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date 4.Jan.2023

■ Scientific basics: The procession of winter sunsets

Getting kids to appreciate science isn't easy. Most subjects are too complex and obviously "uncool"; how many likes does Newton get on Instagram? Wouldn't you rather watch the Kardashians on TikTok?

This fall I made up my mind to force science upon my 2 (pre-teenage) kids. We measured the exact setting time of the sun, over a period of 3 months, which also involved a short 3 km bike ride to the beach, where the sun sets nicely near the horizon. The project was a good introduction to science involving:

We started our experiment on 21 September, autumn equinox and kept going till winter solstice (21 December), where apparently the day is smallest (or is it? see below). It is a period where days get shorter and colder, both results of the earth's axial tilt. Thanks to Cyprus weather we were able to take observations on more than half of these 90 days. Every day we took a photo of the sunset, and here is a video overlay of the receding sun, moving inexorably to the south as the days go by.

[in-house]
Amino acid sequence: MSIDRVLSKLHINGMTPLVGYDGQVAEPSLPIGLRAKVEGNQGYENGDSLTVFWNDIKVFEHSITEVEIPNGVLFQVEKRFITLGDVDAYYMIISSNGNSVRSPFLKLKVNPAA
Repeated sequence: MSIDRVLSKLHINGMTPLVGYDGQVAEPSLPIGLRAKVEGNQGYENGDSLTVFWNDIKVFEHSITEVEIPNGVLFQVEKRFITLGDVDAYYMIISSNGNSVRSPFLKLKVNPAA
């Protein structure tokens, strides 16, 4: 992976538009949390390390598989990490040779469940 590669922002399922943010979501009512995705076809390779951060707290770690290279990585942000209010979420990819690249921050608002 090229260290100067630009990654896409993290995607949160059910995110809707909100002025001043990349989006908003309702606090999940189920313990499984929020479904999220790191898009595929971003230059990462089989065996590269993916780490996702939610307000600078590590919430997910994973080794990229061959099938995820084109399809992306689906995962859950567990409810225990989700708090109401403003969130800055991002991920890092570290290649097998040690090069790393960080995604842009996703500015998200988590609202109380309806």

sunsets video

As for the exact sunset times, observed with 1-minute accuracy, were transcribed to an Excel file and plotted over time. During the 3 month period, the sunset time fell more than 1 hour (ignoring daylight saving time change), so overall the day shrunk over 2 hours (we'll do the sunrise experiment another time :)

sunset times

This scientific experiment was as simple as they come, but we came up with a scoop as well. Although we are told that the smallest day is on December 21st, our measurements show a slight error in this popular conjecture. Unfortunately adverse weather and other obligations didn't allow frequent measurements around the solstice time, but the nearest observations are:

04-Dec-22	05:34
05-Dec-22	05:33
09-Dec-22	05:33
20-Dec-22	05:35
21-Dec-22	05:36

The evidence is as clear as the sun, the smallest day this year was around the 15th of December. By the time we reached 21st the sun had already started its reverse course and days were growing. Could it be a measurement error on our part? Theoretically possible, but unlikely, as the combined intellect of 3 scientists young and old powered this experiment :)

What's next? Now we have the observational data, we must come up with a scientific theory to explain their occurrence. Why does the day shrink like that? Could it be that the Sun Ra is getting tired towards the end of the year and is a slow riser? Or is it the underpants gnomes? Let's ask the Kardashians <g>

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